Sometimes, saying goodbye isn’t easy.
I had no blood relation to George Dennis Yawn, or “D,” as many of his family members called him. But it didn’t matter. Dennis treated me like family, anyway. And that wasn’t surprising, because that’s how Dennis’ wife, Martha, their son, Russell, his wife, Angie, and Dennis’ daughters, Gail and Laura, and their families have treated me over the years, as well.
The Yawn family’s yearly New Year’s Day celebrations—complete with Dennis’ homemade chili—became a tradition for me, starting roughly ten years ago, when I was invited to join them at their home in Helena one January 1st.
Dennis would sometimes start work on the chili days in advance, trying various mixes of spices and ingredients. During a few chili gatherings, you even had your choice: spicy or not so spicy. There was always plenty of other food, football games to be watched on television and lots of kids running through the house.
A few times, when I got so full of food that I couldn’t move, I joked with Dennis that I’d have to take a break but that I’d be back in a few more hours for another round of eating. In his ever calm demeanor, Dennis would say, “come on.” Dennis made it clear that I didn’t need an invitation. When he said come on, he was serious.
One year, when invited to an upcoming New Year’s chili gathering, I mentioned to Dennis that—as much as I appreciated the invitation—I didn’t want to invade on what I’m sure was intended to be a family gathering.
Dennis was quick to correct my thinking. I was expected to show up.
The chili was always good, but it wasn’t just Dennis’ culinary efforts each New Year’s Day
that helped draw me into the Yawn family. It was Dennis and the Yawn family. Every one of them.
There are people whose every word you have to be careful about trusting, and then there are people who are as solid, genuine and down to earth in their dealings with you as could ever be imagined possible.
Honesty and a willingness to help others was a big part of how Dennis was wired. If you needed help, he was there, no questions asked.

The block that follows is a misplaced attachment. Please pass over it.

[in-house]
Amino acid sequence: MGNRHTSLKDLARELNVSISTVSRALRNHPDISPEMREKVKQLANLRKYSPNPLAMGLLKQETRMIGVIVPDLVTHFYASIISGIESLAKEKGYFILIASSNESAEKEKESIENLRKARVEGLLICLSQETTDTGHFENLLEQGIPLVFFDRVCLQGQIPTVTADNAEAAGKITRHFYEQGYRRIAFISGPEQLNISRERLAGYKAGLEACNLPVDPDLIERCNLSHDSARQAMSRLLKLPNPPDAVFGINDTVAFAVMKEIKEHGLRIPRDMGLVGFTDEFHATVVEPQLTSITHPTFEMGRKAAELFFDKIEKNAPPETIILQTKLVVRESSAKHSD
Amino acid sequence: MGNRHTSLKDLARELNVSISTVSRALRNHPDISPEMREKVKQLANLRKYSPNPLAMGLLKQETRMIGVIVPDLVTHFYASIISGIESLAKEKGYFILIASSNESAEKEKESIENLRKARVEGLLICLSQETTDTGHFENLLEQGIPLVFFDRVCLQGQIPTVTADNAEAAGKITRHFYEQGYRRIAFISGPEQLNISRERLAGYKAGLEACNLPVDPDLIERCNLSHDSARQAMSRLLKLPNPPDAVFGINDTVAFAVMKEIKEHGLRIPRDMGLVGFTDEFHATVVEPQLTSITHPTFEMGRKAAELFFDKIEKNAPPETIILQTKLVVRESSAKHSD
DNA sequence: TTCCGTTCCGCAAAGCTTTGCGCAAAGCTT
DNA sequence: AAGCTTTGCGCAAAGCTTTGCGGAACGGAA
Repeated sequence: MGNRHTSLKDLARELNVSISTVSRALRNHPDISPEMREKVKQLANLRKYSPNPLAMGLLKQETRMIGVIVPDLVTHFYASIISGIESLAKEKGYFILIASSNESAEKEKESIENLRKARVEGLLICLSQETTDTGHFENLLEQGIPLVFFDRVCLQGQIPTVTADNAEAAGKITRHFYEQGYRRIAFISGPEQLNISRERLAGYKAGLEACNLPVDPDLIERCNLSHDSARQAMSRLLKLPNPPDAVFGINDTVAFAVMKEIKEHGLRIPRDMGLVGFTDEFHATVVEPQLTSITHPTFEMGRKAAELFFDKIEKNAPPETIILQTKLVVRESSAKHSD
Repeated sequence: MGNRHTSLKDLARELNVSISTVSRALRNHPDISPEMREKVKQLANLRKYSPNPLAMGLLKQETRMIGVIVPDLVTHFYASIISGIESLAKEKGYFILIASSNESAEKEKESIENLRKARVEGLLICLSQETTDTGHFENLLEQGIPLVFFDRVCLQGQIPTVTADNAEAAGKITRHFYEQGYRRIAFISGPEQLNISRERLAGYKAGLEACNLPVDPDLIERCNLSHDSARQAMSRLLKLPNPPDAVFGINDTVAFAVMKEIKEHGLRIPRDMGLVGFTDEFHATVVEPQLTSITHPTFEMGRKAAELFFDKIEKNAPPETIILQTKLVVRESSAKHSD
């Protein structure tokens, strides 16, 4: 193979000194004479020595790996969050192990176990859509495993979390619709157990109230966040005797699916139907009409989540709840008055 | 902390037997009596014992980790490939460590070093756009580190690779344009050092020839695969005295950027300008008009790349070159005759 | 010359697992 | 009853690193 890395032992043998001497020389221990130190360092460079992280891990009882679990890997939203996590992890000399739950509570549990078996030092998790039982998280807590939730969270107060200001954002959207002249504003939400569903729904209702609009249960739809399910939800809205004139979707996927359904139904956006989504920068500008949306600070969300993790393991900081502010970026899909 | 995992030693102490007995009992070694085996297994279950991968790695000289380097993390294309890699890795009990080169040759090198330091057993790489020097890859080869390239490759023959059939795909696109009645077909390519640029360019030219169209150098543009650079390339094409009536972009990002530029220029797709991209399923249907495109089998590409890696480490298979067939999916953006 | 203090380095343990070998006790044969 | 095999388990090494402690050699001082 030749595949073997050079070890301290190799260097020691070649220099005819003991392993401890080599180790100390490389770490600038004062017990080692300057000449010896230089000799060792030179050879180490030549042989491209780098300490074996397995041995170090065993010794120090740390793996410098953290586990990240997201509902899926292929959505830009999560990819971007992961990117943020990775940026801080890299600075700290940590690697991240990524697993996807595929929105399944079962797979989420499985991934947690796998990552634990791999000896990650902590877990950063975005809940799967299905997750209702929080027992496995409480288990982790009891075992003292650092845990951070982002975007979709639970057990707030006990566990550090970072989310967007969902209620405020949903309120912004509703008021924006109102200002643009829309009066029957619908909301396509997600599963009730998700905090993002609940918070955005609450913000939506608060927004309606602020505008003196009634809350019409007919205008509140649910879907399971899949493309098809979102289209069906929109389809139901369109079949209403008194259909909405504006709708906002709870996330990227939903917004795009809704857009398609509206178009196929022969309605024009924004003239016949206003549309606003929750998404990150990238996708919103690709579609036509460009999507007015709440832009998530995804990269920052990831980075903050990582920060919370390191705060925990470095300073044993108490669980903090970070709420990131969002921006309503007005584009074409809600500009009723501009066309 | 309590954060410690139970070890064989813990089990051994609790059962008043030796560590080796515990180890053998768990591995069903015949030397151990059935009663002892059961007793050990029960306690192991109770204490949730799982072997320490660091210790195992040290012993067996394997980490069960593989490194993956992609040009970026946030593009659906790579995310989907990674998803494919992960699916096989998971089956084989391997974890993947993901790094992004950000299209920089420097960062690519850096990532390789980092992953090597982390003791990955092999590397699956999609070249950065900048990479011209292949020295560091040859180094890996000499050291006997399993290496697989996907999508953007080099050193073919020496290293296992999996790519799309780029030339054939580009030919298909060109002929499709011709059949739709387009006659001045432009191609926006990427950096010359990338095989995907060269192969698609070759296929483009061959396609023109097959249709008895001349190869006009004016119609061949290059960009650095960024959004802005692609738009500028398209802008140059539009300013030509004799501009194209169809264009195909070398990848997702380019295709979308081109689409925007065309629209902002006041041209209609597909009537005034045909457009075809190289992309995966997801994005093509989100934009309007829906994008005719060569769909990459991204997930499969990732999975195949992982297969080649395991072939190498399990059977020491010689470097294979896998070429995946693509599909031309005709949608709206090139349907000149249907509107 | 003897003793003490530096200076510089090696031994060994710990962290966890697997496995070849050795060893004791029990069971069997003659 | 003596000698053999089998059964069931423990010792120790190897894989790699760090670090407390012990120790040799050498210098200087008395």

Dennis lived a modest, quiet life, working every day to excel as a husband, father, grandparent and friend. He was neither flashy nor extravagant. And he served his country, as well, in the U.S. Army during the Korean War, prior to working in the private sector.
Dennis’ spiritual strength was unmatched. Despite the loss of a son many years ago, he never held what happened against anyone. One day, I had to ask how he and Martha coped with such a devastating loss, so I stopped by to visit. When I pulled up, Dennis and Martha were outside, pulling weeds from in front of their home. I explained what had been going through my mind. “How do you do it?” I asked. Wasting no time, Dennis pointed his finger upward and, with a tone of total confidence, answered, saying, “He’s in control.”
Dennis was a well known face around the Helena community, having served 17 years with the City’s Utility Board. If you had questions or problems involving water, Dennis was the go-to man.
In the pre-dawn hours of December 13, 2011, after 83 years, George Dennis Yawn quietly slipped away, but not before his family had a chance to let him know, one last time, what he means to them.
“D” leaves behind a family including twelve grandchildren he had a ball spending time with. What about trying to fill the void he leaves? No one will even try to go there.
For me, the sadness is heavy, but I must confess to feeling some joy. I am so blessed to have known this man and his family, and to have spent time around him, enjoying the fellowship and wry humor that were such a regular part of life in the Yawn household.
What if I had never crossed paths with Russell, who I met through our mutual involvement in amateur radio, and who would eventually introduce me to Dennis and the rest of his family? What if all the wonderful times I’ve had with the whole Yawn family were to have never been a part of my life? It would be my loss.
Russell and I got joy in helping Dennis get his amateur radio license, too, and getting to talk with him on the air. Ham radio operators frequently make fun of their government-issued callsigns. Dennis’ radio callsign was KD4THB. It wasn’t long before we all got laughs from referring to Dennis as THB, the thick headed bozo. Dennis took it in stride; when he saw a chance to get in a jab at us, he took advantage of the opportunity.
In my friendship with Dennis, I’ve wound up with an additional gift: I have the chance to try to be like him. If I can work to be a better person, to be more understanding and to show more compassion, then Dennis’ spirit lives on.
And it just may be that the annual New Year’s Day chili gatherings won’t end with Dennis’ passing.
As family members prepare for Dennis’ December 16th service, Laura seriously kicks around an idea: “What if we continue the chili gatherings in honor of D?”
I have no doubt Dennis is grinning ear-to-ear at the prospect.